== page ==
1. Do not let Jeurys Familia pitch two days in a row. – When Terry Collins was the manager of the Mets, he relied on his closer pretty regularly. As I mentioned earlier, in 2015 and 2016, Familia led the league in games finished. While this is a good stat within the context of the season, it does not always bode well for a pitcher’s career. In 2012, Jonathan Papelbon led the NL in GF’s. Subsequently,  in 2013, his velocity dropped by 2 MPH and he later admitted to playing most of the season with an injured hip. Similarly, Greg Holland was the NL’s leader in GF’s in 2017, and suffered a horrendous 2018. Last year’s NL leader in GF’s, Wade Davis, is currently on the DL with an oblique injury. It’s not an automatic that GF leaders will suffer disappointing circumstances – in fact, last year’s AL leader is the aforementioned Diaz. Still, it’s hard to ignore the impact that it’s had on Familia. Collins eventually learned the dangers of overusing Familia, although it was too little too late. So far this season, Familia has pitched on consecutive days on 5 occasions, including 4 games in 5 days from May 20th-May 24th. Familia’s ERA in those 5 occasions this season, a total of 11.2 innings, is 12.60. Full disclosure, some of those runs were given up in the first of the consecutive games. Still, it’s obvious that the notion of counting on Familia to pitch effectively on consecutive days has come to an end. Perhaps it’s that the Callaway doesn’t want to believe it, or perhaps his other options are much any more reliable, but if the Mets continue to play with this particular fire, they will continue to get burned. Just because it’s a cliche doesn’t make it any less true.
  2. Do net let Jeurys Familia pitch in more than one inning. – This one may be a bit harder on the team, and perhaps a bit harder to prove, but I’ll try. First let me explain what this means. In the current evolution of baseball, it’s rare that a reliever pitches 2 innings or more, and usually if he does, it’s because he’s been a starter at some point in his career. What makes it challenging in Familia’s case is that I’m referring to the situations in which Familia is brought in to get the last out of an inning. He can still do that, often with relative ease. And when he does that, he should be removed from the game, and prepare for his next game (which as mentioned earlier, should not be the Mets next game). In other words, the moment that Familia enters the dugout after pitching, his potential effectiveness from that point on is compromised. It’s sort of like when a new car is driven off the dealer’s lot it immediately goes down in value. Here are some examples: In the 4/6 game against the Nationals, Familia faced one better in the top of the 7th and got him out. He returned to start the 8th and gave up three runs on two HRs. The Mets eventually got the win (Familia actually got credit for the win), but it was far from earned. The next time he pitched in two innings in a game was April 19th, against the Cardinals. Familia pitched a 1-2-3 7th inning, and even got the first batter in the 8th. Then he gave up a double to Yadier Molina and was removed. Molina eventually scored. The next example of this was on April 30th against the Reds. A double-play enabled Familia to face only 3 hitters in the 8th. Then he came out for the 9th, struck out the first 2 hitters, and was one out away from a save, before he walked a batter, gave up three straight singles, and blew the save. Familia pitched in two different innings again on May 21st and this past weekend (June 1st) and yielded runs both times. So, in actuality, this was easy to prove – every single time this season that Familia has pitched in more than one inning he’s given up runs.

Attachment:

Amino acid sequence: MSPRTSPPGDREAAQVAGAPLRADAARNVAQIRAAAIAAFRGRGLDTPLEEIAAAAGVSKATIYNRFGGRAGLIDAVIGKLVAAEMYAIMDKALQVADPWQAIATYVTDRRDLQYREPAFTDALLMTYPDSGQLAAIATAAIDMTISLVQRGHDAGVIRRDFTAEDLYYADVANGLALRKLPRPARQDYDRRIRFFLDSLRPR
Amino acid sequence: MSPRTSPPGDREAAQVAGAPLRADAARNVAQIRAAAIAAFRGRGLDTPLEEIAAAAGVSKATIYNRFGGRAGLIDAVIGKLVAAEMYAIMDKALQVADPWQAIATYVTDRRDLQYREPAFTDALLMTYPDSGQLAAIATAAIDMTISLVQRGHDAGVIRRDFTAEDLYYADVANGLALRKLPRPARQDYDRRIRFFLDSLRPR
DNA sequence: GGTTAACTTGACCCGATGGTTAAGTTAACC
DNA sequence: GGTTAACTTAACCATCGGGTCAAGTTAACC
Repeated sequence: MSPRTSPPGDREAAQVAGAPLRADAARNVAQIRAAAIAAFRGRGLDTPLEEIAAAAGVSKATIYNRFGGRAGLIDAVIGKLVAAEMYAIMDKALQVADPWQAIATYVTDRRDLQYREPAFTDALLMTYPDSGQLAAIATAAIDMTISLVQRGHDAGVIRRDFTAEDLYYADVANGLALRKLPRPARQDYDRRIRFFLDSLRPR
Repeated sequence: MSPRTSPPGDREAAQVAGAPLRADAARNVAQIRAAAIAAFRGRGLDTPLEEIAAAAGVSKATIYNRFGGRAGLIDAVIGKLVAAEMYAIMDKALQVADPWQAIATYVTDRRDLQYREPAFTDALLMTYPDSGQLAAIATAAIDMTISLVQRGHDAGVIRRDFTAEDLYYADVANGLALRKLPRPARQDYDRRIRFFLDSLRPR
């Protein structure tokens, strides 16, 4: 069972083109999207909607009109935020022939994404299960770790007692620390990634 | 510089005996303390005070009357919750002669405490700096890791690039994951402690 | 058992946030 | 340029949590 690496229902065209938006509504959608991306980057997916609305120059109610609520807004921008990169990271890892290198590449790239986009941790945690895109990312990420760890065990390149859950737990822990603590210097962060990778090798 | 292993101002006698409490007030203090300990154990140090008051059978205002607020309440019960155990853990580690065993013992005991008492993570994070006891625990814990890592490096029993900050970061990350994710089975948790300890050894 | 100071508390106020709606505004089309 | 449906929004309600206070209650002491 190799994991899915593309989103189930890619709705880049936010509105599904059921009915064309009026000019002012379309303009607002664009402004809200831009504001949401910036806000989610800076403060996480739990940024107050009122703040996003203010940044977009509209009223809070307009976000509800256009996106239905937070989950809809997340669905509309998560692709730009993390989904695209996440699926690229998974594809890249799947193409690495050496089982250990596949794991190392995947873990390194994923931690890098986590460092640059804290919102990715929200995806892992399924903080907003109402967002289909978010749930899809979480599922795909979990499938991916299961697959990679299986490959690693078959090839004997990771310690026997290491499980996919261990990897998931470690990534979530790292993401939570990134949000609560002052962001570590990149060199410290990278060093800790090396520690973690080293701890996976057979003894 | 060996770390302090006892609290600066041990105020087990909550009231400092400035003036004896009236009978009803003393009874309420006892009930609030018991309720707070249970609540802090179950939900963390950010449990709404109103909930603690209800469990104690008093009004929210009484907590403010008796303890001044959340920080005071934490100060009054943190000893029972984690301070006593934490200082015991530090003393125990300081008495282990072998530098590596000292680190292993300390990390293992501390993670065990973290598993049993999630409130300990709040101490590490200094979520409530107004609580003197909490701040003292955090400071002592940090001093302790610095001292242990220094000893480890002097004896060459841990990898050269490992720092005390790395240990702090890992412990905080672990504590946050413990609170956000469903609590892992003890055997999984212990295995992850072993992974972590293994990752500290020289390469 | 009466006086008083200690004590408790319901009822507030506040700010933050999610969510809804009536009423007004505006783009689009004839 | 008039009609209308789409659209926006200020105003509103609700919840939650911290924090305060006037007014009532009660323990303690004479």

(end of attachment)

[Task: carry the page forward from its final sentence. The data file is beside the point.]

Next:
Admittedly, this is an incredibly narrow look at the Mets vast bullpen issues. I am not suggesting that adhering to the Familia rules will make the rest of the bullpen better. Still, it might. Just as Diaz, as the closer, is limited to very specific situations, Familia’s availability should be handled with its own set of parameters. And by leveraging the best out of Familia, while also defining the needs from the other members of the team’s bullpen, they would likely be putting themselves in a better position. Really though, at this point, what do they have to lose?